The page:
From Enlightenment Revolution
Austen, Jane (1775-1817). English Novelist.
Jane Austen transformed the English novel after Fielding, Henry and Richardson, Samuel. Her standing is based on six books: Sense and Sensibility (1811), Pride and Prejudice (1813) Mansfield Park (1814), Emma (1816), Northanger Abbey (1818), and Persuasion (1818). Writing at the intersection of the Enlightenment and Romanticism, her fiction captures much of its complexity. Basic to her innovation is a feminized treatment of history. Austen is also studied for her sophisticated point of view: a narrative voice speaking at ironical distance from her characters or shifting into a character’s thoughts, usually but not always the heroine’s.
Austen was born on December 16, 1775 in the county of Hampshire. Her father was an Oxford-educated Anglican clergyman, rector of the church at Steventon, and her mother's relatives included aristocracy, so Austen's family were upper-middle class socially but near the bottom of that class economically. She had five brothers, two of whom became naval officers, and an older sister Cassandra, her closest friend and literary advisor. Jane Austen died on July 18, 1817, at age 41, probably of Addison's disease or stomach cancer, in Winchester. She is buried in Winchester Cathedral.
From childhood she read widely in her father's extensive library of history, sermons, poetry, drama, and French and Latin textbooks. The family enjoyed novels, which some other parents deemed unsuitable for daughters. Austen's teenage writing ("juvenilia"), in three manuscripts, suggests Enlightenment attitudes: it questions parental and governmental authority, popular histories, and marriage customs in tones parodying the novel of sensibility or the historian's pretension to objectivity.
In 1795 Austen composed Elinor and Marianne, later revised as Sense and Sensibility. In 1796-97 she wrote First Impressions, later titled Pride and Prejudice; the first title suggests its grounding in individual empirical sensory experience, the second its questioning of traditional criteria for evaluating others. First Impressions was rejected by the publisher Cadell. As Pride and Prejudice, like the other five novels, it undermines the comedic conflict and ending of the Eighteenth Century romance plot with real-life contingencies: sisters, and younger brothers, displaced by elder male relatives’ inheritance, and women otherwise doomed to the “governess trade” (Jane Fairfax in Emma); the deficient education of most young women; and the constraints, and protections, of custom. Austen's novels have been shown to resemble Shakespeare's comedies.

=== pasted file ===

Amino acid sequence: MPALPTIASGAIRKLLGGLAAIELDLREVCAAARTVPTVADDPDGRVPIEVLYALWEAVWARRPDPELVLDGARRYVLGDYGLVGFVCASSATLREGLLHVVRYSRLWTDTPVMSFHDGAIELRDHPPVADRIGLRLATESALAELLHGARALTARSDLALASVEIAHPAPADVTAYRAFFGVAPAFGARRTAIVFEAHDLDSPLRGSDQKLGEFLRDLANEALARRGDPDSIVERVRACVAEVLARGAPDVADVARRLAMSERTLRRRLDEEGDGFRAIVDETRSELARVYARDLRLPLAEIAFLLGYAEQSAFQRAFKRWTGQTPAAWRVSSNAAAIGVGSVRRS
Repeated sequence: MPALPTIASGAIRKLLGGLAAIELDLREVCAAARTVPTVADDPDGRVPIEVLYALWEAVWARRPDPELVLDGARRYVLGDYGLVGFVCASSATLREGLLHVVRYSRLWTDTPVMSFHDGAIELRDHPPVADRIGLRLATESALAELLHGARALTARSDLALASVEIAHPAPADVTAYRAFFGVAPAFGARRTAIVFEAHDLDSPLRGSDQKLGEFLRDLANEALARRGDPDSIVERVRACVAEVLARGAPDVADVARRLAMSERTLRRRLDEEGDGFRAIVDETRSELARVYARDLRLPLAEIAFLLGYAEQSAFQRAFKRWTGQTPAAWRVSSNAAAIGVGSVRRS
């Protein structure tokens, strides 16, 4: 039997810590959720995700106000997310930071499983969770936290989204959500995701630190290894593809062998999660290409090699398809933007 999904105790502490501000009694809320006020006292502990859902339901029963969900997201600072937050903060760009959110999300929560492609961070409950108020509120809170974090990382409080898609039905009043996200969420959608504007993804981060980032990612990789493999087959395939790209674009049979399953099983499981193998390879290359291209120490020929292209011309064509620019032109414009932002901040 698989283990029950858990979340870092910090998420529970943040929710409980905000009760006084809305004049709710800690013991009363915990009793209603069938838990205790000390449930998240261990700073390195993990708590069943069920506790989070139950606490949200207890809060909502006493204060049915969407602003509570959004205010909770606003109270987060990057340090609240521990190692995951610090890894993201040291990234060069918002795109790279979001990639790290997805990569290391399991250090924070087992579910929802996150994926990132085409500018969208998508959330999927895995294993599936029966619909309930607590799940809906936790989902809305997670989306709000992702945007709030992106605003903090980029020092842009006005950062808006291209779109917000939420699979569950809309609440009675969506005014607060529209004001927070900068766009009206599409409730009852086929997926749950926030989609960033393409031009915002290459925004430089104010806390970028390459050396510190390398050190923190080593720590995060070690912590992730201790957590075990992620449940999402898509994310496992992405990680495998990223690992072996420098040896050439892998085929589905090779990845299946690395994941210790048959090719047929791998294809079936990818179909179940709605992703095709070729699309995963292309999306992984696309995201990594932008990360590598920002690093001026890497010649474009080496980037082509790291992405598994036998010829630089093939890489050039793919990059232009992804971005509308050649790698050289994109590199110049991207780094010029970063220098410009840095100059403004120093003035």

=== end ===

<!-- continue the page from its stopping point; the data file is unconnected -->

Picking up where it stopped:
Also in 1796-97 Austen began revising Sense and Sensibility. It treats the Cult of Sensibility as well as sentimental fiction: rather than reading Elinor Dashwood as a spokesperson for Sense, or reason, and Marianne for Sensibility, some argue that each character grapples with both. In 1798 Austen wrote Northanger Abbey, criticizing women's education and satirizing excessive responses to Gothic novels; it was sold to the publisher Crosby as Susan in 1803; he never published it, possibly because of its irreverence toward authority.
The 1790s' conservative backlash against potentially subversive books may explain Austen’s inability to get published then. Years after Crosby refused to print Susan, her brother Henry bought it back for £10. Austen changed the heroine's name to Catherine Morland and probably made other changes, including an "Advertisement by the Authoress" addressing Crosby's odd behavior. Northanger Abbey was not published until after Austen's death, in a volume with Persuasion, by Murray in 1818.
In 1801 Austen's father decided to retire, giving his Steventon living to his son James. The family moved to Bath, a change perhaps traumatic to Austen. From 1803 through 1804 besides trying to publish Susan, she tried unsuccessfully to get Lady Susan (unrelated to Susan) into print, and she wrote The Watsons, which she never finished. In 1805 Mr. Austen died, reducing Jane, her sister Cassandra, and her mother to genteel poverty, the state in which fictional Mrs. Dashwood and her three daughters find themselves in Sense and Sensibility (1811) and the probable future of the Bennet women in Pride and Prejudice (1813), Fanny Price in Mansfield Park (1814), Jane Fairfax in Emma (1816), and Anne and Elizabeth Elliot in Persuasion (1818). Most of her protagonists are upper class gentry socially but financially poor, or about to be.